At those words, fireworks went off in my head. This gorgeous lake district that I had fallen in love with was nothing less than Mister Rogers' Neighborhood! That idyllic neighborhood he sang about wasn't just the stuff of dreams: it was a real place, and I had discovered it! And it was even more beautiful than I could ever have imagined!
It was like an epiphany—suddenly the world didn't seem like such a scary place. I was practically giddy with joy, and I decided to take the tour again a few hours later, to continue basking in my revelation. Though there are four different boat captains, I got the same man again, and of course he remembered me. Little did I know that I was in for a second bombshell, but one I wouldn't like!
This time, when we floated past Mister Rogers' house, somebody piped up with a follow-up question (something trivial and pointless, like "what street is the house on"). In answering that question, the guide explained that it wasn't really Mister Rogers' neighborhood. "He just rented a room in that house while he was a student at Rollins College, but we like to tell tourists that this is Mister Rogers' neighborhood."
Well, I was devastated! My newfound illusion had been shattered by an asinine tourist's question. I figuratively could have strangled that tourist. (I actually wasn't mad at the guide—in fact, I was charmed by the little fib he had told and would have been quite delighted to go on believing it! It was the question-asker that enraged me!) For the rest of that tour, I kept thinking about a motto in the 60's television series "The Prisoner": "Questions are a burden to others; answers a prison for oneself." I was indeed feeling imprisoned by that answer about Mister Rogers' house, for it was locking me out of the idyllic Neighborhood! I was suddenly an outsider again—shunned, expelled from this paradise. I wanted my illusion back, as ridiculous as those words sounded in my own head.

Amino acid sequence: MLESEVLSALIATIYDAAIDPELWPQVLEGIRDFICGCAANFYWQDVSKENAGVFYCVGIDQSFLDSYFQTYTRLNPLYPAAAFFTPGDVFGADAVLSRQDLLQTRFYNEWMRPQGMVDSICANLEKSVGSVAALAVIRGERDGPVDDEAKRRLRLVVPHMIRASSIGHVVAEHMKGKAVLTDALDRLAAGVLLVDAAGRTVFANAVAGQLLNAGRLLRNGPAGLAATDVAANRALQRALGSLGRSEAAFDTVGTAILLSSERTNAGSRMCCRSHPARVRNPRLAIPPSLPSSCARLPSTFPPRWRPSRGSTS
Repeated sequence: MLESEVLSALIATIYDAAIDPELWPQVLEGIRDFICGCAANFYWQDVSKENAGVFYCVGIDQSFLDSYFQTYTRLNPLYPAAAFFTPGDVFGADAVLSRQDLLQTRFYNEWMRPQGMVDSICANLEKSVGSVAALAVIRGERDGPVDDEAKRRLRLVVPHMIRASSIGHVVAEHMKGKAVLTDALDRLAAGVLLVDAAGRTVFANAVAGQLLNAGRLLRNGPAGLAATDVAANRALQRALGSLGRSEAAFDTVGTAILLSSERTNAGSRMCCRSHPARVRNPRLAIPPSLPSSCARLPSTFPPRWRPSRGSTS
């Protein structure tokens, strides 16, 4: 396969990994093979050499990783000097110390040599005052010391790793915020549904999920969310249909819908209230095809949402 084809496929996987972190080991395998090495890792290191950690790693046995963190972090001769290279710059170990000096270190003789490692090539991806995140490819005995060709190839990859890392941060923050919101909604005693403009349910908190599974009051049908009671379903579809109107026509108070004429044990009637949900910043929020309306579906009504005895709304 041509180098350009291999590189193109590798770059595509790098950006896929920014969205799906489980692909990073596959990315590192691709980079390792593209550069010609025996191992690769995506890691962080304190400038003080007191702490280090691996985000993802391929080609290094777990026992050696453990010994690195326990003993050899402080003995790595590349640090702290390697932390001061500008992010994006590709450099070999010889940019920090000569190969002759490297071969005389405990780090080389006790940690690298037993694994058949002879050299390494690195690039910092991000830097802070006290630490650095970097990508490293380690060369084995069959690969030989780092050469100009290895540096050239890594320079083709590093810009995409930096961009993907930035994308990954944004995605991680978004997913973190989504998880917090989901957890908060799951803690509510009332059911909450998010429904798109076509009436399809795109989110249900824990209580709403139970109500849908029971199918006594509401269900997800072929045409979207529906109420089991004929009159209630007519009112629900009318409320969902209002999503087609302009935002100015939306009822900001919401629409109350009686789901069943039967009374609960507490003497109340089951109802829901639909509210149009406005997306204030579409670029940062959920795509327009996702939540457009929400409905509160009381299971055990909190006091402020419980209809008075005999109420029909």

While delusions are always negative, illusions aren't necessarily so. In one of his songs, the flamboyant entertainer Boy George actually defends holding onto one's illusions, defiantly singing: "You can try but you can't shatter my illusions." That's food for thought (and not a dig at Boy George's weight gain, as everyone knows that your metabolism goes to pot once you reach age 40). Could consciously sustaining one's illusions be a positive thing? A false impression seems negative by the very fact of its falsity, yet couldn't it also be pleasing, harmless, and even useful?
But those are questions best left to philosophers, not Swedes. Er, in the sense that someone once compared exile to the nation of Sweden. (Full disclosure: I'm not the one who made that comparison; it was in a book about European perspectives on social work with minority groups.) Let the philosophers speculate while we minorities spend the remainder of our sleepless nights dreaming of a gated community . . . a Neighborhood that's imaginary and untrue.